Failure of Anti-semitic Propaganda in Election Campaign Reported

Anti-Semitic groups have failed thus far in the 1956 Presidential campaign to make the propaganda impact that they scored in 1952, it was reported here today by Henry Edward Schultz, national chairman of the Anti-Defamation League of B’nai B’rith. Emphasizing that his statement was based on studies made by 27 regional offices of his organization, Mr. Schultz said:

“In 1952, America’s well-known hate peddlers circulated a mass of printed material slandering many of the leading candidates. Such items were printed in the hundreds of thousands, widely circulated all over the country, and distributed among delegates to both the Republican and Democratic national conventions, to newspaper, radio and TV stations, and public officials on all levels.

“Nothing like this has been seen in 1956 with the campaign now in full swing. The professional hate pamphleteers are still circulating in large numbers their regularly issued publications, but no special pamphlets have been issued on any scale to smear the individual candidates.”

At the same time, Mr. Schultz pointed out that the election campaign has been marred by rumors of bigotry leveled at Vice President Richard Nixon. “There is nothing in the record of Mr. Nixon to indicate in any way that he is anti-Semitic,” the ADL chairman stated. “We believe these rumors to be a recurrence of false charges made during the 1952 campaign and are as untrue today as they were then. Indeed, we believe the American people fortunate in that all four major candidates–Dwight D. Eisenhower, Adlai E. Stevenson, Mr. Nixon and Estes Kefauver–are completely free of religious bias.”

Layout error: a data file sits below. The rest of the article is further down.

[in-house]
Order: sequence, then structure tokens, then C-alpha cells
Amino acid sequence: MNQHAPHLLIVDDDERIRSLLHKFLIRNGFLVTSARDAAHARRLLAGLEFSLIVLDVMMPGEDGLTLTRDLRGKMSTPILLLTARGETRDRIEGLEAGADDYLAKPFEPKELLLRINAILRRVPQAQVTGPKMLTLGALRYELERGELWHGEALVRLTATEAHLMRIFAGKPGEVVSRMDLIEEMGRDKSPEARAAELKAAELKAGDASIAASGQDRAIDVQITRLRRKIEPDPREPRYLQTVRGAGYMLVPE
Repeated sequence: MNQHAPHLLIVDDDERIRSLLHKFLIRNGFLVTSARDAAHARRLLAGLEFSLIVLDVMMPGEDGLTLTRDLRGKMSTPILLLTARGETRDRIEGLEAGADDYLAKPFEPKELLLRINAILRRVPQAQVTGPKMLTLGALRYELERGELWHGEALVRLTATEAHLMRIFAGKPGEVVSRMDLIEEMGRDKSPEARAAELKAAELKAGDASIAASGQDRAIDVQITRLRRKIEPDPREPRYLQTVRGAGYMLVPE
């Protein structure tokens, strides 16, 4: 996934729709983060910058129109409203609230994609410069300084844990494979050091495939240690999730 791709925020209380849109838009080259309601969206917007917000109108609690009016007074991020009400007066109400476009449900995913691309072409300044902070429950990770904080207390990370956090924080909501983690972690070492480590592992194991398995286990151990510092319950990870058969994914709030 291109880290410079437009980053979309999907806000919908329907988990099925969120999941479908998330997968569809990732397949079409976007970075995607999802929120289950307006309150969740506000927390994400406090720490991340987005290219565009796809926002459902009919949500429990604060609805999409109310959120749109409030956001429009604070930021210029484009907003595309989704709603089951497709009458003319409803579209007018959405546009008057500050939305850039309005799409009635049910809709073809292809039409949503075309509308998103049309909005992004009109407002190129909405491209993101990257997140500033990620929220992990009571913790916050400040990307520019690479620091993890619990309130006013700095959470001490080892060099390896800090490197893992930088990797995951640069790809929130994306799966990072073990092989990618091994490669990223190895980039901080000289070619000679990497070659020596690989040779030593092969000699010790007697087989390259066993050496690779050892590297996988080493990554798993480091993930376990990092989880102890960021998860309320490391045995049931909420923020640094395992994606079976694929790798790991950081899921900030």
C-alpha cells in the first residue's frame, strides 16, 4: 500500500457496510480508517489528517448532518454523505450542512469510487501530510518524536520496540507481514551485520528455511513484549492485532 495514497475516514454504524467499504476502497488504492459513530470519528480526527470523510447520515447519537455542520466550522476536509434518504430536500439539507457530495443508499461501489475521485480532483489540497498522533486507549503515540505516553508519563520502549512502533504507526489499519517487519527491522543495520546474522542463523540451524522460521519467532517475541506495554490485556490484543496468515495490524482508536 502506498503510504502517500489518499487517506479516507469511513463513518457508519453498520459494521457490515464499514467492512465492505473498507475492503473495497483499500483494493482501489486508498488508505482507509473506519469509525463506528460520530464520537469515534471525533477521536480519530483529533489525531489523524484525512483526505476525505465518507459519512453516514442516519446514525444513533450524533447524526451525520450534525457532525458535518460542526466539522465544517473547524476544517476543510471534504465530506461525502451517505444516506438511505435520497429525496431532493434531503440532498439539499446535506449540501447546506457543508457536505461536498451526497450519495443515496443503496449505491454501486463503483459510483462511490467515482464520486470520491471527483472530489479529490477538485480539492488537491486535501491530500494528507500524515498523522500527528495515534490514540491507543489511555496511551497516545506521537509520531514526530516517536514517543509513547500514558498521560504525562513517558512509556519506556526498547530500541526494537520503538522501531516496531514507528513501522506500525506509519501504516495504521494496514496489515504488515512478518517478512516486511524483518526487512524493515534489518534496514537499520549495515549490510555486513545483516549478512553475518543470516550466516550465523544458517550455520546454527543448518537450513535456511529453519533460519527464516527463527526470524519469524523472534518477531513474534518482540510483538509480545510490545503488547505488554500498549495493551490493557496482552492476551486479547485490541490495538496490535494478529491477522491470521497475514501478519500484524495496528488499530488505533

Declaring the ADL is “an educational organization devoted to intergroup understanding and completely non-political,” Mr. Schultz said the agency “regretted the need to speak out at this time lest our statement be construed as favoring one candidate against another. It is not an indorsement of Mr. Nixon. Our responsibility over 44 years of public service has been to expose bigotry and its fomenters but at the same time to denounce charges of bigotry that are false.”

Mr. Schultz emphasized that his statement was decided on by the ADL national executive committee, comprised of both Democrats and Republicans, after it studied reports from its 27 regional offices about the rumors. The reports were called for because of the many inquiries received by the ADL from all over the country concerning Mr. Nixon.

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